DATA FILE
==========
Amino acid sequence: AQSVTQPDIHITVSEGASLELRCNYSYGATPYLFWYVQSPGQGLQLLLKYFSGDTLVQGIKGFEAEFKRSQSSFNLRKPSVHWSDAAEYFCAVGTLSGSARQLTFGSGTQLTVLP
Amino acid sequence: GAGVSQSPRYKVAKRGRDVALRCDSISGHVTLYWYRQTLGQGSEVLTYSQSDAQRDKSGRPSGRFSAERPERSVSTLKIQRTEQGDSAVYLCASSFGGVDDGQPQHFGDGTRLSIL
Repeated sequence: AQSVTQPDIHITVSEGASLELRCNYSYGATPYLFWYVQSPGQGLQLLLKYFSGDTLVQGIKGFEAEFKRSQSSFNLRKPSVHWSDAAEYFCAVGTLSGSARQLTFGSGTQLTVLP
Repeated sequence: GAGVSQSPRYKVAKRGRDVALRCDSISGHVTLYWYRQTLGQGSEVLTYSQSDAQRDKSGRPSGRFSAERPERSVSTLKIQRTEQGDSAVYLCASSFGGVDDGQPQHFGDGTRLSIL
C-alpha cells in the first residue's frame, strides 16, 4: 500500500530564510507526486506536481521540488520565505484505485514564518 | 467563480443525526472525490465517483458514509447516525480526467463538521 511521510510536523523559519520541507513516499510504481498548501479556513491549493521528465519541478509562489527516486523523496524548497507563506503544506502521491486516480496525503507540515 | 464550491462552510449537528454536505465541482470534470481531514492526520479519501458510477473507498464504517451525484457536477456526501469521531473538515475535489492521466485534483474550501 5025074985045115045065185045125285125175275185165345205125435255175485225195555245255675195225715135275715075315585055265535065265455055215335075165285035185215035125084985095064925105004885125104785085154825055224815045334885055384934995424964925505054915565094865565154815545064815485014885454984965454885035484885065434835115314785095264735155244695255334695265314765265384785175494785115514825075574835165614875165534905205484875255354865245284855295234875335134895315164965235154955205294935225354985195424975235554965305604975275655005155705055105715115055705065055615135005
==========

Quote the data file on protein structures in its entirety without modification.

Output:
Amino acid sequence: AQSVTQPDIHITVSEGASLELRCNYSYGATPYLFWYVQSPGQGLQLLLKYFSGDTLVQGIKGFEAEFKRSQSSFNLRKPSVHWSDAAEYFCAVGTLSGSARQLTFGSGTQLTVLP
Amino acid sequence: GAGVSQSPRYKVAKRGRDVALRCDSISGHVTLYWYRQTLGQGSEVLTYSQSDAQRDKSGRPSGRFSAERPERSVSTLKIQRTEQGDSAVYLCASSFGGVDDGQPQHFGDGTRLSIL
Repeated sequence: AQSVTQPDIHITVSEGASLELRCNYSYGATPYLFWYVQSPGQGLQLLLKYFSGDTLVQGIKGFEAEFKRSQSSFNLRKPSVHWSDAAEYFCAVGTLSGSARQLTFGSGTQLTVLP
Repeated sequence: GAGVSQSPRYKVAKRGRDVALRCDSISGHVTLYWYRQTLGQGSEVLTYSQSDAQRDKSGRPSGRFSAERPERSVSTLKIQRTEQGDSAVYLCASSFGGVDDGQPQHFGDGTRLSIL
C-alpha cells in the first residue's frame, strides 16, 4: 500500500530564510507526486506536481521540488520565505484505485514564518 | 467563480443525526472525490465517483458514509447516525480526467463538521 511521510510536523523559519520541507513516499510504481498548501479556513491549493521528465519541478509562489527516486523523496524548497507563506503544506502521491486516480496525503507540515 | 464550491462552510449537528454536505465541482470534470481531514492526520479519501458510477473507498464504517451525484457536477456526501469521531473538515475535489492521466485534483474550501 5025074985045115045065185045125285125175275185165345205125435255175485225195555245255675195225715135275715075315585055265535065265455055215335075165285035185215035125084985095064925105004885125104785085154825055224815045334885055384934995424964925505054915565094865565154815545064815485014885454984965454885035484885065434835115314785095264735155244695255334695265314765265384785175494785115514825075574835165614875165534905205484875255354865245284855295234875335134895315164965235154955205294935225354985195424975235554965305604975275655005155705055105715115055705065055615135005